The old adage of ‘see one, do one, teach one’ is a relic from a past era of surgery and current residents are learning in the era of outcomes and evidenced based medicine. This is in part due to an evolution our understanding of skill acquisition and surgical education. Furthermore, it is in response to duty hour restrictions, the COVID-19 pandemic and patient safety concerns.1,2 Thus, significant advances to supplement surgical education have been made. The traditional cadaveric dissections,3,4 animal models, 3D printed models, virtual reality (VR) and augmented reality (AR) all have roles in surgical education in the current paradigm.
However, the ability to teach and assess the acquisition of surgical skill has been thought to be the least standardized component of residency education.5 Emphasis is now being placed on quantitative assessment of a uniform skill set using standardized metrics for particular procedures.6 Simulation in all forms has the ability to expose residents in various fields to open, endovascular and minimally invasive techniques.7 In fact, the Accreditation Council for Graduate Medical Education (ACGME) and the American College of Surgeons strongly support the use of simulation in surgical training and to obtain board certification in general surgery, residents must complete a full simulation training in laparoscopy.8 In neurosurgery, the Congress of Neurological Surgeons established a simulation committee and noted that each module in vascular, spine or cranial models improved didactic and technical skills within the framework of the ACGME core competencies.9 However, individual learners bring different skill sets and limitations and thus a tailored approach within the realm of evidence-based standardization is required.10 The ultimate test of successful simulation in any form is to show a positive influence on patient outcomes. One systematic review of 30 RCTs showed that that model, cadaver and video simulation all have benefit for the learner.11
Ensuring that trainees have access to a dedicated learning space that is equipped to provide supplementation to traditional learning in the operating room with cadaveric, 3D printed, and VR technologies with a varied but consistent exposure to surgical techniques is paramount. Incorporating objective, reliable and validated forms of assessment during these trainings is also important such as the objective structured assessment of technical skill (OSATs),12 Global Rating Scale,13,14 direct objective metric tools,15,16 and video recordings.17 While the abilities of machine learning and AI are advancing in assessing performance, teaching surgical skill, and, importantly, surgical decision making still decidedly rests in the hands of the experts in the fields.10 In fact, residents have reported a low satisfaction regarding their training when there is limited access to simulation but even more importantly when this is in conjunction with a lack of teachers.18,19 A dedicated space that can incorporate the human element, AI, various simulation modalities, and allow for both individual and standardized learning is the ultimate goal. We report our institutional experience with designing a surgical training laboratory that serves to harmoniously incorporate the two and remain relevant for the 21st century.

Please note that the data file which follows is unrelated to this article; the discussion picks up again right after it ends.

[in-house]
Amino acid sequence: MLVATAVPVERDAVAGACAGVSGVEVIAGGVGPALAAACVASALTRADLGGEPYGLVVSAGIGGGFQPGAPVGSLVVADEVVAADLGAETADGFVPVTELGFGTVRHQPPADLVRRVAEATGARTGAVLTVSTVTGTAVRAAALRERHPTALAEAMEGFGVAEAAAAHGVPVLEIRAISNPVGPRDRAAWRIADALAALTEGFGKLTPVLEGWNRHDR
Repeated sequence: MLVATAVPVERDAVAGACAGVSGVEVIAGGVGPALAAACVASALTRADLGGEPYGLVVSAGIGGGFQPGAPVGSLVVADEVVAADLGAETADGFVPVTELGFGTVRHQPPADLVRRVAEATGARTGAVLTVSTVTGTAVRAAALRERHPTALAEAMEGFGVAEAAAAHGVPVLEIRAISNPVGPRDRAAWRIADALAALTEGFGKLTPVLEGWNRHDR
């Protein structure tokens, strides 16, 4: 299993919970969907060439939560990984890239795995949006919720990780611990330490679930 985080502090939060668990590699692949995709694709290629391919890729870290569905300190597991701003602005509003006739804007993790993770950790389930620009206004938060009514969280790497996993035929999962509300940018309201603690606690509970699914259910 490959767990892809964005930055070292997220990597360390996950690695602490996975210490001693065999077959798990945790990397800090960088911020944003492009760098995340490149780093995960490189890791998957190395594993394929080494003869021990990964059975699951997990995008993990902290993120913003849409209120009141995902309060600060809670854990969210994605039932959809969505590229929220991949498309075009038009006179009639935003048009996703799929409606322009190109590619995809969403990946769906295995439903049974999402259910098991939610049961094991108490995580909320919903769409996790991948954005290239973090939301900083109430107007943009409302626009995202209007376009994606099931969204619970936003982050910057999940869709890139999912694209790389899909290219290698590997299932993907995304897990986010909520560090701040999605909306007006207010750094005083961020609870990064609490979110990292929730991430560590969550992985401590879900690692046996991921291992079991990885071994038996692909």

In considering the features of the optimal surgical training laboratory, we draw from our own experiences constructing a multi-modality lab. We condense our experience to three core principles that will ensure the surgical teaching lab will remain relevant and highly utilized well into the 21st century including connectivity, integration of learning modalities, and an open concept design.
The first of the core principles is connectivity and integrated telecommunications infrastructure. As the Covid-19 pandemic has shown us, the future will be based on being able to connect broadly through televideo means.20 Labs should be designed with the ability to receive input from any source, globally, and easily display that within the facility. Similarly, activity within the lab should be easily captured and broadcast broadly with high fidelity. The telecommunications infrastructure must be adaptive, allowing for easy removal and upgrade, in order to accommodate future developments. In addition, a centralized computer hub should be present in every such facility. This prosector station will allow for seamless utilization of all telecommunication and visual-audio capabilities (Figure 1b). Additionally, the prosector station should be able to run programs needed for functioning of the simulators and should have connectivity capabilities to display the activity throughout the lab. We have incorporated six 65 inch, ultra-high definition screens and 4K audio throughout the lab which communicate with a prosector station. Any connection through the prosector station can thus be broadcast throughout the lab, be it microscope view, VR headset views, or external conference. In fact, we are now using remote proctoring technology to have otherwise unavailable experts teach residents and faculty within the lab from a remote location using these technologies.
Another principle of future surgical teaching facilities is an ability to seamlessly integrate all learning platforms.21 This means that the lab should be designed to accommodate cadaveric, animal, 3D-printed, and simulator models. Many states and countries have specific regulations for working with cadaveric and animal specimens. Airflow turnover, sterility, storage, and designated preparation areas need to be considered prior to embarking on construction of such a facility (Figure 2b). The lab at the University of Rochester has been designed to have the highest air-turnover in the university. All rooms are also equipped with eyewash stations and other safety features.